Of Fear, Pride and Shame
The fear of pride is ancient. As the story of Prometheus reminds us, it isn’t confined to monotheists; virtually all religions warn that pride, a negation of the boundaries between human and divine worlds, will be severely punished. But even for those who have lost the concept of pride as a sin, the fear expressed in the saying that pride goes before a fall runs deep. Is this a relic of superstition, or is it rational to be wary of pride? A number of psychologists have interpreted concerns about hubris to be justified fears of envy, but there are other reasons to fear pride: in particular, its objects often make little sense. In individuals, pride seems related to accomplishment. In fact, pride is most often expressed toward things that have nothing to do with one’s own accomplishment: having aristocratic ancestry, cheering on the winning team, or belonging to a particular ethnic or national group. One explanation for this discrepancy is that many expressions of pride spring from experiences of shame. While the transformation of shame into pride can be initially liberating, it hides other dangers.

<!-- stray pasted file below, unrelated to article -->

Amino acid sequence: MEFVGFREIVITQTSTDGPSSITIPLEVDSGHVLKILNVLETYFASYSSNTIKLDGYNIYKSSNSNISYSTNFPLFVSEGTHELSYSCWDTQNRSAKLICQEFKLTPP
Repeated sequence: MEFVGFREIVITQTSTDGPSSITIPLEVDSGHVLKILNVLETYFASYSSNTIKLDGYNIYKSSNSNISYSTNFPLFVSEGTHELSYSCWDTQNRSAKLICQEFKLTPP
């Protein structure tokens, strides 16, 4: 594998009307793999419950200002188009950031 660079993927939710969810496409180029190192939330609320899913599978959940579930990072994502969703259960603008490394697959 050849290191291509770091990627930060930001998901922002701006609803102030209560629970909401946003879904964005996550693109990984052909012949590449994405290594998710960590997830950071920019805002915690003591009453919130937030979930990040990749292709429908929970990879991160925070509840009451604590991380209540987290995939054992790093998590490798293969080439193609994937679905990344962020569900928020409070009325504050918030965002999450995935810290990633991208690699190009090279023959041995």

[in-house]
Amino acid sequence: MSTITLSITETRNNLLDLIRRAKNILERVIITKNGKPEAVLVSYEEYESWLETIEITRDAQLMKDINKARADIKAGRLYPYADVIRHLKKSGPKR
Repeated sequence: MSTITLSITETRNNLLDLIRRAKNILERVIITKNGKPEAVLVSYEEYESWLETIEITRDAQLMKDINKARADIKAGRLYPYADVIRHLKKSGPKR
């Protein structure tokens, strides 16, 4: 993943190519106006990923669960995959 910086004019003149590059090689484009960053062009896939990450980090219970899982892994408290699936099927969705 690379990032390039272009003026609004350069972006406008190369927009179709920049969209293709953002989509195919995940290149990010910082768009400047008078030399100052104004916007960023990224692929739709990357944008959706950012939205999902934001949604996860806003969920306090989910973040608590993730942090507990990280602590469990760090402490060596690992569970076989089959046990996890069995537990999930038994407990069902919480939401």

Susan Neiman is Director of the Einstein Forum. Born in Atlanta, Georgia, Neiman studied philosophy at Harvard and the Free University of Berlin. She was Professor of Philosophy at Yale University and Tel Aviv University before coming to the Einstein Forum in 2000. Her works include Slow Fire. Jewish Notes from Berlin (1992); The Unity of Reason. Rereading Kant (1994); Evil in Modern Thought (2002); and Moral Clarity. A Guide for Grown-up Idealists (2008).